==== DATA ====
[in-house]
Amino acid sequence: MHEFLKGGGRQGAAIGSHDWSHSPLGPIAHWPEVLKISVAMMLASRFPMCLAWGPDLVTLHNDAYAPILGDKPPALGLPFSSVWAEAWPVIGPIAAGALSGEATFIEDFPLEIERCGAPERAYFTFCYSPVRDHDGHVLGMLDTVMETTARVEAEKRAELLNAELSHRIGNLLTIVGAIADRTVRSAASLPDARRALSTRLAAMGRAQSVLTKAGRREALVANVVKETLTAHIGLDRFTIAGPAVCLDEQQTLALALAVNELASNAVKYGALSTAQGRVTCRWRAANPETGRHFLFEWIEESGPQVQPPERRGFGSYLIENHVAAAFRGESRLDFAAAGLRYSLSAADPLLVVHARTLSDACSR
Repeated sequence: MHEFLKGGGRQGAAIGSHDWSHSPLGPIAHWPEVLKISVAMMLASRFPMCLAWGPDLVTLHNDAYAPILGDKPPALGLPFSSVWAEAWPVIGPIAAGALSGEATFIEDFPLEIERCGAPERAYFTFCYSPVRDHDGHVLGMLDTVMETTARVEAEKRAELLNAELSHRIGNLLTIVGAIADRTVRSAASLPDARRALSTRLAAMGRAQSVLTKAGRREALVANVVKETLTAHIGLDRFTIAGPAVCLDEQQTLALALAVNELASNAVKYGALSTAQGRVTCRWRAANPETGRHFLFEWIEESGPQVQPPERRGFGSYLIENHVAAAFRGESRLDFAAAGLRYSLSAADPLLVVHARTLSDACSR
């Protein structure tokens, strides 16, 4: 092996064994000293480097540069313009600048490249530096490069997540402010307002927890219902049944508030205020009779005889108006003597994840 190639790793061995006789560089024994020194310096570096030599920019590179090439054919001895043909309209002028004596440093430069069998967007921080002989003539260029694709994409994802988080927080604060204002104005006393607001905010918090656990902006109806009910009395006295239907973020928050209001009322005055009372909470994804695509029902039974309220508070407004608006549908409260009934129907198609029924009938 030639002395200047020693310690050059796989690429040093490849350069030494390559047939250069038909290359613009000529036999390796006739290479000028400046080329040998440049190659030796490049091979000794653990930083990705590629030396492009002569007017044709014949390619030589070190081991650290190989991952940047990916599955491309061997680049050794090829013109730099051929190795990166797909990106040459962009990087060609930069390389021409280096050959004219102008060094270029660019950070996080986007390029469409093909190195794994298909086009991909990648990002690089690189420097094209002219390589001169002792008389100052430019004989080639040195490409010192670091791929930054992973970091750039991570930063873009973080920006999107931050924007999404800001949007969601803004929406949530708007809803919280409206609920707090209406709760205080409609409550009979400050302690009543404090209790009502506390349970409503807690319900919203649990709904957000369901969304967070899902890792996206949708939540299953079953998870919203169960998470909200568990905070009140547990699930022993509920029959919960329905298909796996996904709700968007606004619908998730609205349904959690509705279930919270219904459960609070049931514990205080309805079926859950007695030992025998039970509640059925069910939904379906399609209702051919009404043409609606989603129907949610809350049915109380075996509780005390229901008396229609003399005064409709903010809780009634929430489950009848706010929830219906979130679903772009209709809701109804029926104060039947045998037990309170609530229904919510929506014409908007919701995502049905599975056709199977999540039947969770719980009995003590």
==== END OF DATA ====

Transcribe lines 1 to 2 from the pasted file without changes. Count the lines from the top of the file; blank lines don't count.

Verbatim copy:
[in-house]
Amino acid sequence: MHEFLKGGGRQGAAIGSHDWSHSPLGPIAHWPEVLKISVAMMLASRFPMCLAWGPDLVTLHNDAYAPILGDKPPALGLPFSSVWAEAWPVIGPIAAGALSGEATFIEDFPLEIERCGAPERAYFTFCYSPVRDHDGHVLGMLDTVMETTARVEAEKRAELLNAELSHRIGNLLTIVGAIADRTVRSAASLPDARRALSTRLAAMGRAQSVLTKAGRREALVANVVKETLTAHIGLDRFTIAGPAVCLDEQQTLALALAVNELASNAVKYGALSTAQGRVTCRWRAANPETGRHFLFEWIEESGPQVQPPERRGFGSYLIENHVAAAFRGESRLDFAAAGLRYSLSAADPLLVVHARTLSDACSR